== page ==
Words and their meanings are important.
That’s why, several months back, I wrote about the consistent and even disingenuous misuse of the term “humbled” by athletes.
Today, I am taking sportscasters to task for a phrase we hear over and over and over again that, when you actually break it into its component words, is downright silly.
Just a few minutes ago, while watching the Michigan State-Purdue game, I heard Clark Kellogg comment on how Michigan State’s likely win over the Boilers would allow the Spartans to “control their destiny” in the race for the regular season Big Ten title.
I like Clark Kellogg. He’s mostly terrific at what he does. He’s fun and has his own unique style. I greatly anticipate listening to him a lot over the next six weeks.
But come on Clark, not even the greatest sports team in the world can ever “control” its destiny.
Here is the definition of destiny, according to Merriam-Webster:
a predetermined course of events often held to be an irresistible power or agency
The key word there, of course, is “predetermined.” The key phrase is “irresistible power.”
It seems to me that the definition of destiny leaves very little wiggle room: it has already been determined and it cannot be controlled.
So perhaps even just in passing comments we should stop granting sports teams, athletes, and any other mere mortal or collection of mortals the omnipotence to control something that, by definition, cannot be controlled.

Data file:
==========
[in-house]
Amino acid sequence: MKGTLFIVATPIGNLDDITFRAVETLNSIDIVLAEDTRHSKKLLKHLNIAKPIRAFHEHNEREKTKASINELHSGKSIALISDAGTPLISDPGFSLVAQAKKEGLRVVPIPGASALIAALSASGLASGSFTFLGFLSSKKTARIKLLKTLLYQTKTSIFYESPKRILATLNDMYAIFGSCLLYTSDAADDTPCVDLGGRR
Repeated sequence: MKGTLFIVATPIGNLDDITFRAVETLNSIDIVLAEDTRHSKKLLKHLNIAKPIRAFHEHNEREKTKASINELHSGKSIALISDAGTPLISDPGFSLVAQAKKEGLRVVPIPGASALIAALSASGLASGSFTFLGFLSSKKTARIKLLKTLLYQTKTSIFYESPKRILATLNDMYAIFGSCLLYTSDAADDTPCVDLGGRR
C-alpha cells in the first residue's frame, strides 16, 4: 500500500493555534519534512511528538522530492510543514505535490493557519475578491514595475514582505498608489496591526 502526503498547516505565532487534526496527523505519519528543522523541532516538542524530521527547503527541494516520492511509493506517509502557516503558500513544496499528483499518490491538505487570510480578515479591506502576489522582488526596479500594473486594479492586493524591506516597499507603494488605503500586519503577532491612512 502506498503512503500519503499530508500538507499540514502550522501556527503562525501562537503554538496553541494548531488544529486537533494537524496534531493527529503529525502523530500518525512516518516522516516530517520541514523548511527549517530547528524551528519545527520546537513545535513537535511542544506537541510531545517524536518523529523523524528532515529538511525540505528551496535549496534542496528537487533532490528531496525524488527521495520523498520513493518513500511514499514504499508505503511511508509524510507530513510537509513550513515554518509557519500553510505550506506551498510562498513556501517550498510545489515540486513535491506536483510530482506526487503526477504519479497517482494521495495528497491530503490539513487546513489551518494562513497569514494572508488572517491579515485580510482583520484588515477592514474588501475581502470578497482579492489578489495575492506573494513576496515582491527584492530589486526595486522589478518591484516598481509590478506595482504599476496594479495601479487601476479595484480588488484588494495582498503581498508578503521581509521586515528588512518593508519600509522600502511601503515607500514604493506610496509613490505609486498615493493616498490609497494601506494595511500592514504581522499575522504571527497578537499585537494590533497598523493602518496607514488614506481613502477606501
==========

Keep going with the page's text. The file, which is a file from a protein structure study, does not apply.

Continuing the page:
What Clark Kellogg meant to say was that Michigan State “controls its future” or “controls its ultimate Big Ten ranking” or any number of other things it can actually control, all of which would have been more accurate and descriptive to say.
And while you may say this is silly to write about, I don’t think so (obviously). Again, if we aren’t particular about what words mean, well…then what exactly do they mean?
And frankly, I don’t consider it out of bounds to hold people who get paid to say words accountable for choosing the right ones.
So, to Clark Kellogg and all others who may feel compelled to tells us that some person or team “controls” its “destiny” I just offer this quick request: don’t. Say what you actually mean.
We and the English language will all be better for it.